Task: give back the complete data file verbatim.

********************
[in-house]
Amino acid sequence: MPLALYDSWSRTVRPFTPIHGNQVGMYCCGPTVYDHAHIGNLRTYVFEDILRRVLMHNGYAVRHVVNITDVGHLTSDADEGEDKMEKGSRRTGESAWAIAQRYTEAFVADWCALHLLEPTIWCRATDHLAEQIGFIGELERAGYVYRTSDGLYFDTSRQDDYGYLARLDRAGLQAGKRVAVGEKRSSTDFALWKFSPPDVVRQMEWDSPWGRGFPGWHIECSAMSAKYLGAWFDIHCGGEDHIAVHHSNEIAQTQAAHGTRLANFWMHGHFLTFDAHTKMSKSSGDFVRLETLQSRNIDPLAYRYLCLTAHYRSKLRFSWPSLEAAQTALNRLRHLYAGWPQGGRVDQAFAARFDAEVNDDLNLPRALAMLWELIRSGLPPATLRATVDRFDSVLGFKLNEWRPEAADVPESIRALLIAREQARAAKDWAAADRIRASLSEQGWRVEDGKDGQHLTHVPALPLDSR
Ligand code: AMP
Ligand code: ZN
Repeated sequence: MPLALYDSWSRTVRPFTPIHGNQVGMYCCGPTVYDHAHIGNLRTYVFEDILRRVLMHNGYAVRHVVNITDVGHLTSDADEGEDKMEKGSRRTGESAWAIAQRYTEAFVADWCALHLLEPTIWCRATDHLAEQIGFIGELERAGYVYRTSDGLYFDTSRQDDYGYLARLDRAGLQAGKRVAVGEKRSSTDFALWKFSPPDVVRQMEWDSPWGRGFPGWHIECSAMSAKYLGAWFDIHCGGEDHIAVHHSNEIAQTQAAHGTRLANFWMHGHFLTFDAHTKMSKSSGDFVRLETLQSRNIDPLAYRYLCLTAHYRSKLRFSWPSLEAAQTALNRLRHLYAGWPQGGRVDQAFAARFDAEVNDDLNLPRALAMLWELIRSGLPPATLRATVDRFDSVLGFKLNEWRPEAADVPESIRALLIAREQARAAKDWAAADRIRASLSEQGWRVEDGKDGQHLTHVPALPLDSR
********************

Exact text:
[in-house]
Amino acid sequence: MPLALYDSWSRTVRPFTPIHGNQVGMYCCGPTVYDHAHIGNLRTYVFEDILRRVLMHNGYAVRHVVNITDVGHLTSDADEGEDKMEKGSRRTGESAWAIAQRYTEAFVADWCALHLLEPTIWCRATDHLAEQIGFIGELERAGYVYRTSDGLYFDTSRQDDYGYLARLDRAGLQAGKRVAVGEKRSSTDFALWKFSPPDVVRQMEWDSPWGRGFPGWHIECSAMSAKYLGAWFDIHCGGEDHIAVHHSNEIAQTQAAHGTRLANFWMHGHFLTFDAHTKMSKSSGDFVRLETLQSRNIDPLAYRYLCLTAHYRSKLRFSWPSLEAAQTALNRLRHLYAGWPQGGRVDQAFAARFDAEVNDDLNLPRALAMLWELIRSGLPPATLRATVDRFDSVLGFKLNEWRPEAADVPESIRALLIAREQARAAKDWAAADRIRASLSEQGWRVEDGKDGQHLTHVPALPLDSR
Ligand code: AMP
Ligand code: ZN
Repeated sequence: MPLALYDSWSRTVRPFTPIHGNQVGMYCCGPTVYDHAHIGNLRTYVFEDILRRVLMHNGYAVRHVVNITDVGHLTSDADEGEDKMEKGSRRTGESAWAIAQRYTEAFVADWCALHLLEPTIWCRATDHLAEQIGFIGELERAGYVYRTSDGLYFDTSRQDDYGYLARLDRAGLQAGKRVAVGEKRSSTDFALWKFSPPDVVRQMEWDSPWGRGFPGWHIECSAMSAKYLGAWFDIHCGGEDHIAVHHSNEIAQTQAAHGTRLANFWMHGHFLTFDAHTKMSKSSGDFVRLETLQSRNIDPLAYRYLCLTAHYRSKLRFSWPSLEAAQTALNRLRHLYAGWPQGGRVDQAFAARFDAEVNDDLNLPRALAMLWELIRSGLPPATLRATVDRFDSVLGFKLNEWRPEAADVPESIRALLIAREQARAAKDWAAADRIRASLSEQGWRVEDGKDGQHLTHVPALPLDSR